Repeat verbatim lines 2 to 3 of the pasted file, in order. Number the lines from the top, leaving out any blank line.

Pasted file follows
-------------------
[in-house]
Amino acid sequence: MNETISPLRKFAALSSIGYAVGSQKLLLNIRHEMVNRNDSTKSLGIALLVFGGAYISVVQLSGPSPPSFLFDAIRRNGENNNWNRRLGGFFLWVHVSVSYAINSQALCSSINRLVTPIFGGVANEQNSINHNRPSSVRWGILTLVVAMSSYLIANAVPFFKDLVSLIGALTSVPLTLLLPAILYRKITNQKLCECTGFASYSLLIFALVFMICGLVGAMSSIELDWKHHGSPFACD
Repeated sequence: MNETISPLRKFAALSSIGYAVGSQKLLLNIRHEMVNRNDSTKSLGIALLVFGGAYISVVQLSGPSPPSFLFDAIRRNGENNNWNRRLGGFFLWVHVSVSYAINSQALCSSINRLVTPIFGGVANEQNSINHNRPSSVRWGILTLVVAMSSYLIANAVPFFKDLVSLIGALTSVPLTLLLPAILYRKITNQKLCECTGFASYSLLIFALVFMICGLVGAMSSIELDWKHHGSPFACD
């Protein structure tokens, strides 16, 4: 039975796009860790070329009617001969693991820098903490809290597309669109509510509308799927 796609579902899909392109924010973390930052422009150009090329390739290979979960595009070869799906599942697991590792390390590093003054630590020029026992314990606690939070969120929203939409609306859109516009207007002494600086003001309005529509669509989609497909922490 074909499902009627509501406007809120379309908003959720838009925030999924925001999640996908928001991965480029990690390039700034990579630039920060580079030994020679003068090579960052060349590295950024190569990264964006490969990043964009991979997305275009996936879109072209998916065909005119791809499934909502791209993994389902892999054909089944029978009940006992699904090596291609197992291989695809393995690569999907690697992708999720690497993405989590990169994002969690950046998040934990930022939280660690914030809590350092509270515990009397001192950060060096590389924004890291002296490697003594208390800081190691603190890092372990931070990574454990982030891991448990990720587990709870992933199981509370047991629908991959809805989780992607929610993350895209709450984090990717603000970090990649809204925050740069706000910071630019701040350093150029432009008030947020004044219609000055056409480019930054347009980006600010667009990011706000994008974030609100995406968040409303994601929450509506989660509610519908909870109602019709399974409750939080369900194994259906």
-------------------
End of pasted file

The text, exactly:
Amino acid sequence: MNETISPLRKFAALSSIGYAVGSQKLLLNIRHEMVNRNDSTKSLGIALLVFGGAYISVVQLSGPSPPSFLFDAIRRNGENNNWNRRLGGFFLWVHVSVSYAINSQALCSSINRLVTPIFGGVANEQNSINHNRPSSVRWGILTLVVAMSSYLIANAVPFFKDLVSLIGALTSVPLTLLLPAILYRKITNQKLCECTGFASYSLLIFALVFMICGLVGAMSSIELDWKHHGSPFACD
Repeated sequence: MNETISPLRKFAALSSIGYAVGSQKLLLNIRHEMVNRNDSTKSLGIALLVFGGAYISVVQLSGPSPPSFLFDAIRRNGENNNWNRRLGGFFLWVHVSVSYAINSQALCSSINRLVTPIFGGVANEQNSINHNRPSSVRWGILTLVVAMSSYLIANAVPFFKDLVSLIGALTSVPLTLLLPAILYRKITNQKLCECTGFASYSLLIFALVFMICGLVGAMSSIELDWKHHGSPFACD